We Children of Oslo Street

Whenever I board a plane, somewhere, there are parents sitting there with their children. At first sight, this is actually nothing special but when I take a closer look, I see how these kids (maybe 8 or 10 years old or something) are bent over an iPad and play games while the parents are just busy with themselves.

And at this point I notice how much society has changed since I was a child. How much differently childhood is being defined today than it has been ten years ago.

I remember my young years in Berlin pretty well, even though most of my friends claim not to be able to. We were a small group of kids from Oslo Street in Berlin’s workers’ district Wedding (nothing to do with the English meaning of the word). We did not have much but we did not need to either.

We were the generation that ate dry Chinese noodles out of the bag like they were potato chips with one bag of chilli spice in there. We knew that this wasn’t healthy and if I think about it today, I just find the whole thing disgusting, but this is what we liked to have for a snack and we were totally happy with it.

We were the kids that spent the six week summer vacation in the city library and on the very simple playground with a slide, swings and a see-saw. We were checking out books (60 were the maximum allowed per visit), surfing on the internet for 50 cents an hour and participating in the activities, organized by the staff of the library. And even when the summer vacation was over, our hearts were full of joy when we saw the library bus with all sorts of books park in front of our elementary school building. I still remember how some of us couldn’t wait to finally turn twelve so we could borrow the newest Harry Potter movie from the library because if we were younger than twelve, we wouldn’t get it.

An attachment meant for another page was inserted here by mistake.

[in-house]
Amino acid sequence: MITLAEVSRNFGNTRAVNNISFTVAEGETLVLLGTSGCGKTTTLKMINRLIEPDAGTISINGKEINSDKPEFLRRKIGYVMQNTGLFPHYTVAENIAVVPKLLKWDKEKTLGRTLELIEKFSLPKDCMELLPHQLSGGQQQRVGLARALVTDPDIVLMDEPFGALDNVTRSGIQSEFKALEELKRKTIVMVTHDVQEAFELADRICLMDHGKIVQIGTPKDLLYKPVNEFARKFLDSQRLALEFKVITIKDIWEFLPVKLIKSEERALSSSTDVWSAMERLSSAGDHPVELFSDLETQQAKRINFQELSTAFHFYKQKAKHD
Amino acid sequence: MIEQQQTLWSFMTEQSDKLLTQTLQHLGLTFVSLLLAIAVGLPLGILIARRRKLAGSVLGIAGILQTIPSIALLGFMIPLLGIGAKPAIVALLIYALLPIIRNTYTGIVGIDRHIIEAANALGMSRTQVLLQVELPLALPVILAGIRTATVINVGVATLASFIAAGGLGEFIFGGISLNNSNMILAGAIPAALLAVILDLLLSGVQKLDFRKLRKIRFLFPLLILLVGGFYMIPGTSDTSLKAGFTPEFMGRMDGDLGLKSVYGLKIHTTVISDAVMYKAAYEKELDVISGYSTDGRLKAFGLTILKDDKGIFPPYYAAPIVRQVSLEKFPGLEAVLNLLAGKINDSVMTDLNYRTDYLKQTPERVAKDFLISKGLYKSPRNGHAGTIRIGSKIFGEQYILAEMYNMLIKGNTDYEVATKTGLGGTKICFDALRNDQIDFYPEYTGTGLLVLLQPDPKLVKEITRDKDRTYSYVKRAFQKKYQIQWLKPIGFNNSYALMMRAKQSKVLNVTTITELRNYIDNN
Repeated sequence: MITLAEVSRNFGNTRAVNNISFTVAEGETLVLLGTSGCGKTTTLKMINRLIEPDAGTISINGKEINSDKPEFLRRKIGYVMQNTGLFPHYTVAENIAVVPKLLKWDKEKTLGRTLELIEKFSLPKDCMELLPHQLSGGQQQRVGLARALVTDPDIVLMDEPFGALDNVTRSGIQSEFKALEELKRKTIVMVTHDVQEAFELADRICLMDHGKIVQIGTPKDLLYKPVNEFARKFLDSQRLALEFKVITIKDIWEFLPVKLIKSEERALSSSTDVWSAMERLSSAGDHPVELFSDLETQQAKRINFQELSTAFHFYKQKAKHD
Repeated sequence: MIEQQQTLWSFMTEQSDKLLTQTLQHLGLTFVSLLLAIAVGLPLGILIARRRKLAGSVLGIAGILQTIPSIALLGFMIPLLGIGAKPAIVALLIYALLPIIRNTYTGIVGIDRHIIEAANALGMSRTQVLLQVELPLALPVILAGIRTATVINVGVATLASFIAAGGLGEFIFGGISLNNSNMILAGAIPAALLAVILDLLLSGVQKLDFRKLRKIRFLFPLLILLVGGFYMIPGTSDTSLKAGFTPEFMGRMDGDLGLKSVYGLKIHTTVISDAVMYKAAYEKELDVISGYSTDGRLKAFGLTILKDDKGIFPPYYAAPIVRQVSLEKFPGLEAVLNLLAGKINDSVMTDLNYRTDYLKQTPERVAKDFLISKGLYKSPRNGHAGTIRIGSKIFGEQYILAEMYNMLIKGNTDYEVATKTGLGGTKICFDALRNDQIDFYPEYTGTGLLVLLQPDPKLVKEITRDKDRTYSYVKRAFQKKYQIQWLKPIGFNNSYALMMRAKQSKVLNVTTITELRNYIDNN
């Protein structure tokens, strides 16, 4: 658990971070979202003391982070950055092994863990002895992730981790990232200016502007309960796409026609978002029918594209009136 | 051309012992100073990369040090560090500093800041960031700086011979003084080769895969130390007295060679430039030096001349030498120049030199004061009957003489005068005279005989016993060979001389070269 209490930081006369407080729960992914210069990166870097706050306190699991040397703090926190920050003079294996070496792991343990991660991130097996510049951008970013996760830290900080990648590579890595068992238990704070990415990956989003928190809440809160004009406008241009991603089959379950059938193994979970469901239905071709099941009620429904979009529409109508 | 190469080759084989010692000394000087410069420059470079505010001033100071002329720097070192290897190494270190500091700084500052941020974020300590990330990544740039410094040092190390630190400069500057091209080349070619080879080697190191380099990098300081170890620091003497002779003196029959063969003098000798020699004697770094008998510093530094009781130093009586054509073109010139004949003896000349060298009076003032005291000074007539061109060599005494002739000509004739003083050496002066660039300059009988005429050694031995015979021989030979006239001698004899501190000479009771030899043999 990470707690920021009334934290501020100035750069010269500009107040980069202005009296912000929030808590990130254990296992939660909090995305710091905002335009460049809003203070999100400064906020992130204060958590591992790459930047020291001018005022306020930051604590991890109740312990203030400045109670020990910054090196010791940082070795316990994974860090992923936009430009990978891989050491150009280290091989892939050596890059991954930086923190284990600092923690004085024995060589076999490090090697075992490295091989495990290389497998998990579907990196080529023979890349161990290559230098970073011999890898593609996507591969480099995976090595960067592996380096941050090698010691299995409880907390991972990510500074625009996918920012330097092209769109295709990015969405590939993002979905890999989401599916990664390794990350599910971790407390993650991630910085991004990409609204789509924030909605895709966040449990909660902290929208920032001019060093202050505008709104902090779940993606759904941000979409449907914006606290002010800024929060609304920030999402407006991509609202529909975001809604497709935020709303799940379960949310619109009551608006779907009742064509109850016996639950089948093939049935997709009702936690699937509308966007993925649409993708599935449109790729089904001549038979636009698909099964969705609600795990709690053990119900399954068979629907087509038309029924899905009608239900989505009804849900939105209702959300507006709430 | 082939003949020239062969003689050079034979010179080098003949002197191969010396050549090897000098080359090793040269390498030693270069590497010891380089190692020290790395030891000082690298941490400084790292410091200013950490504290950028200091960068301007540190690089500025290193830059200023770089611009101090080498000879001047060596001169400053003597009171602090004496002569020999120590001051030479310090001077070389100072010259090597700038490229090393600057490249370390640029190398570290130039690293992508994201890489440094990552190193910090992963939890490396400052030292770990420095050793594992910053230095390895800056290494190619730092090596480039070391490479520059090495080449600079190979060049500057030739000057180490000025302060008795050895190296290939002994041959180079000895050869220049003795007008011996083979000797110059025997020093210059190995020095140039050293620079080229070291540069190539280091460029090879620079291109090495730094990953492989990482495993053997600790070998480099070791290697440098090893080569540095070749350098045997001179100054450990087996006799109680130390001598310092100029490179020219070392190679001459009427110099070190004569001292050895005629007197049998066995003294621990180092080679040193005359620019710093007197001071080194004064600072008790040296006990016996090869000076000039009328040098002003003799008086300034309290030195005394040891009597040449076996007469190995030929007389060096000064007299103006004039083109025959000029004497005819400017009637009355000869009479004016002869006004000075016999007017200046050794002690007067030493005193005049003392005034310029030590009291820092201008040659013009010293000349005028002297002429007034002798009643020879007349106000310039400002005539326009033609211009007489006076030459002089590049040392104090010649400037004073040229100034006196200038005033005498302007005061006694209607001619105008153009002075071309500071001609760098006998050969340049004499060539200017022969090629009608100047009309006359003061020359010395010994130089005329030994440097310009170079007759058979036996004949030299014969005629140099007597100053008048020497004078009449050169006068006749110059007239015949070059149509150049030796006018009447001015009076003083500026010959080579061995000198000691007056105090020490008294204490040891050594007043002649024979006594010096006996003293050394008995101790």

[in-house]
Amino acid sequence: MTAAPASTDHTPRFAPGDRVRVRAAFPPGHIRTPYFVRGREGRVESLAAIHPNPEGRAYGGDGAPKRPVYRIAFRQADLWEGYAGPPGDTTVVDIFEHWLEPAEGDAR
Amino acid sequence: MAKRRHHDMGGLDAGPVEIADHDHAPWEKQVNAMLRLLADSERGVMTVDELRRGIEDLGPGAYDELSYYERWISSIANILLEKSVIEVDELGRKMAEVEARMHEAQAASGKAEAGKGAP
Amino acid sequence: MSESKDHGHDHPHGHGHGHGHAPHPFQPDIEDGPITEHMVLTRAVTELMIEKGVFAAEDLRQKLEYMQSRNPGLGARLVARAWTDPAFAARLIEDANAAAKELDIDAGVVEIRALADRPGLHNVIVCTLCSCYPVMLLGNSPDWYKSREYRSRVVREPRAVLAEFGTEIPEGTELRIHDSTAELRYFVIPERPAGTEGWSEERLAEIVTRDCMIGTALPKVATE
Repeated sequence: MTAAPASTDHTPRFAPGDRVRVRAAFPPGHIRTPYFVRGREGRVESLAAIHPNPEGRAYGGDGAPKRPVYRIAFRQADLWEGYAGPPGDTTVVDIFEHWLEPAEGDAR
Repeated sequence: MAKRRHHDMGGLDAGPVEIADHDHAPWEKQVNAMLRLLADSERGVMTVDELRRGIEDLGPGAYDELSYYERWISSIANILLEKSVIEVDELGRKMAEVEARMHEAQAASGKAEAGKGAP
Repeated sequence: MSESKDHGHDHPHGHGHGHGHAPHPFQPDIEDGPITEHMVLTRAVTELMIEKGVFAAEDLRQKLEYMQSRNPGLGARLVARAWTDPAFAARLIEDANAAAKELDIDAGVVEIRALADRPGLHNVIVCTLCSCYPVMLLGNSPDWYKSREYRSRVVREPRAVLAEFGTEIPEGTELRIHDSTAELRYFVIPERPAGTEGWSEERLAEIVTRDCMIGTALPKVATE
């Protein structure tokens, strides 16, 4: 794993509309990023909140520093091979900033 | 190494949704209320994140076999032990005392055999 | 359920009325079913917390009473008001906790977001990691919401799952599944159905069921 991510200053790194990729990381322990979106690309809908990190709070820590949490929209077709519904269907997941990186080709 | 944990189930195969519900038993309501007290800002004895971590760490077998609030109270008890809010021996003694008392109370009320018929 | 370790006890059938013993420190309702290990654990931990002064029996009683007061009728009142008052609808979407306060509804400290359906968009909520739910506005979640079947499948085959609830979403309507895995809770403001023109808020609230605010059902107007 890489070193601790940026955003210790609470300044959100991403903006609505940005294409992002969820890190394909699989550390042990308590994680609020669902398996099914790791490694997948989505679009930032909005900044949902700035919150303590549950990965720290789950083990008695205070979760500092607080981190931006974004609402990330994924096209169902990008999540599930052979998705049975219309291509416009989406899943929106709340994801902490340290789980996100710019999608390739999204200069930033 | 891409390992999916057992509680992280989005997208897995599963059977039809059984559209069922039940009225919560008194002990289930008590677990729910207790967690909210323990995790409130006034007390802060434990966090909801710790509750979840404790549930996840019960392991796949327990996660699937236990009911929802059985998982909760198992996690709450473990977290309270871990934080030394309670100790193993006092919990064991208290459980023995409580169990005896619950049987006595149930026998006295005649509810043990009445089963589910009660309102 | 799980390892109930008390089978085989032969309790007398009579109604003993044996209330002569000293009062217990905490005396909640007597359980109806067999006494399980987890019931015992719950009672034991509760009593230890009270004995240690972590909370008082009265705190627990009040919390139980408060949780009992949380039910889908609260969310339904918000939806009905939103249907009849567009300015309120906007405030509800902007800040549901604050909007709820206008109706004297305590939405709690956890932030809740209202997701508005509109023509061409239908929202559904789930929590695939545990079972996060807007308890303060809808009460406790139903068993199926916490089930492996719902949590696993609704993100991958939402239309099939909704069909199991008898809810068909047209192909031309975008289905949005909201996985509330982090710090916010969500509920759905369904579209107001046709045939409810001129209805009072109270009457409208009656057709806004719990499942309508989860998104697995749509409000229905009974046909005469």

We were the children that played outside, every free minute we had. If that wasn’t possible, then for me, there was nothing more relaxing than playing Tetris on my old Nintendo Game Boy, while the sound of he music from my CD player mixed with the raindrops hitting the glass of my window.

Nowadays I see ten year old children that already have a touch screen cell phone and a laptop all to themselves. Children today mostly spend their time in front of the screen instead of going outside or reading a book.

I remember when MP3- Players just came out. Everyone in my class (we were in grade four back then) was all crazy about them and withing a few weeks, almost everyone had one such gadget. My birthday gift back then was a simple MP3-Player. White, running on one single battery with wait for it… 325 MB!!!!! We really couldn’t be happier. And all that for “only” €50. If I take a look at the gadgets today, one can have such a thing with a capacity of 4GB for € 20. I am surprised every single time anew.

Call me old fashioned, but I really find it a pity that this is how childhood looks like today. I find it terrible that nowadays it matters whether you have the newest phone or whether you do or do not have a boyfriend/girlfriend. Yes, in the German youngsters’s society it really comes down to whether you are single or not and I have seen that from grade five on. You better not be single these days or you will just be considered absolutely “uncool”.

I find it sad that one cannot even be nice anymore. I mean one sure can but nowadays, whenever you are trying to make a nice gesture towards someone, everybody thinks that you want something from them. Kindness and the wish to do something nice for others does not exist really or is just being absolutely misinterpreted. However, I do remember these days when people liked you because you were a kind and interesting person and not because you had a bunch of money and/or a handsome partner.

Here is to the demise of what once was called childhood.

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